Sugar Rush: Mille-Feuille at Pâtisserie Rhubarbe, Montreal
Preciously Parisian, dainty and delicate: that's the best way I can describe Montreal's Pâtisserie Rhubarbe. The description is apt for both the feel of this neighborhood bakery, which has seating for about a dozen people, and the baked goods you'll find for sale.
There are two small showcases of treats. Amidst gorgeous religieuses marron, stunning petite cheesecakes topped with grapefruit, and cute jars of panna cotta and pot chocolat, the 1000 Feuilles ($4.50) tempted me most.
Rhubarbe's mille-feuille is traditional, featuring three layers of puff pastry filled with two layers of cream and topped with a dusting of confectioner's sugar. In my mille-feuille, the first layer of cream was caramel, while the second was vanilla Chantilly cream, with specks of tell-tale vanilla bean.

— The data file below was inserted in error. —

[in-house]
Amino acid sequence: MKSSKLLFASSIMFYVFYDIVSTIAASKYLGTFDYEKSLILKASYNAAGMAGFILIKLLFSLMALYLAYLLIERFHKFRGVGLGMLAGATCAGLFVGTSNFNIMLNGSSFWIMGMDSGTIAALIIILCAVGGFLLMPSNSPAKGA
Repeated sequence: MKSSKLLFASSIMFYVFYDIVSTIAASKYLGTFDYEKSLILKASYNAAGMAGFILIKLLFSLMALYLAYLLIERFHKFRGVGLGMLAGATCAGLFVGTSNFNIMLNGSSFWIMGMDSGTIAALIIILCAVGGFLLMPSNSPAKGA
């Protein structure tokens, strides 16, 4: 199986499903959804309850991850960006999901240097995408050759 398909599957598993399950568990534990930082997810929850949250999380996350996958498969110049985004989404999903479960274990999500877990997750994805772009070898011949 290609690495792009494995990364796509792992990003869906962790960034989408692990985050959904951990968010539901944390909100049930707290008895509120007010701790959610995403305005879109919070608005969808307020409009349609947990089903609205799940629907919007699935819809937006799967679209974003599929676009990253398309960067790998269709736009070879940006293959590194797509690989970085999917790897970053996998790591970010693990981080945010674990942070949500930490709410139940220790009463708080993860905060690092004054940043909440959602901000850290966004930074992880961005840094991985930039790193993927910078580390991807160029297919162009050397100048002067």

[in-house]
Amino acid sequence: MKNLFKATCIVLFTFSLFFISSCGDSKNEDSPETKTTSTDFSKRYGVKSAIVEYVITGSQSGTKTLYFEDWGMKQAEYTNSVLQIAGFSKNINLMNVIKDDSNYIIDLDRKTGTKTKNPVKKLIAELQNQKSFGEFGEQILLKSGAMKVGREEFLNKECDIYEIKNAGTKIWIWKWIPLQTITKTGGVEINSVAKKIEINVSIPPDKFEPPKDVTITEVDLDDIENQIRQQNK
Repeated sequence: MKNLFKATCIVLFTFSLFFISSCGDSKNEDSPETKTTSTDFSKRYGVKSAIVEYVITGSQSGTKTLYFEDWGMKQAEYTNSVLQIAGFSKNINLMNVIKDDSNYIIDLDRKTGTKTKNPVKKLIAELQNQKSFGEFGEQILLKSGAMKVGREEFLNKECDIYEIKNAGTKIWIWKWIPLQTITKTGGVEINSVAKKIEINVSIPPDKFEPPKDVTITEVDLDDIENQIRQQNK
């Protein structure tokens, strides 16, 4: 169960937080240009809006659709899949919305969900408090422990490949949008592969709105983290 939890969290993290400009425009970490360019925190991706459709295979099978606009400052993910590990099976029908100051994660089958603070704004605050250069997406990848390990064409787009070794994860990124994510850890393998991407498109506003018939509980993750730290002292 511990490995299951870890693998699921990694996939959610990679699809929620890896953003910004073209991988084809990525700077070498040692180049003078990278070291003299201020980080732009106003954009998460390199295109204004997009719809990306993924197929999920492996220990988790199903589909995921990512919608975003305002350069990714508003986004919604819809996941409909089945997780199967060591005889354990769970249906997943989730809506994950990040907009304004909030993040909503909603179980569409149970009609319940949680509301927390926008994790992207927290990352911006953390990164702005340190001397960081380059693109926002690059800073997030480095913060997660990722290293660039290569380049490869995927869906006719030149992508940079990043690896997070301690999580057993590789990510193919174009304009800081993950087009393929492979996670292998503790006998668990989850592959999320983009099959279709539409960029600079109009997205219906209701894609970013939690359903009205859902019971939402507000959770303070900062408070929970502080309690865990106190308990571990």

A mille-feuille may look delicate to the eye, but it's not the daintiest thing to eat. Each fork-piercing causes shards to fly, followed by a quick snowfall of sugar. You'll want to retrieve those shards, as the pastry is wonderfully fresh and flaky. Meanwhile, the cream is light and luxurious, a nice counterpoint to the buttery dough without being too sweet. The contrasting textures, crispy and cloud-like, are what make a mille-feuille a fun dessert—and Rhubarbe gets it just right.
Before leaving, you might want to return to the counter to get macarons, cookies, and little loaves of bread (I saw pistachio, chocolate, and zucchini when I visited) to go. And don't forget to check out the jams, jellies, and preserves on the shelves. This gives you the chance to take home a piece of Montreal's Paris.
About the author: Jay Friedman is a Seattle-based freelance food writer who happens to travel extensively as a sex educator. An avid fan of noodles (some call him "The Mein Man"), he sees sensuality in all foods, and blogs about it at his Gastrolust website. You can follow him on Twitter @jayfriedman.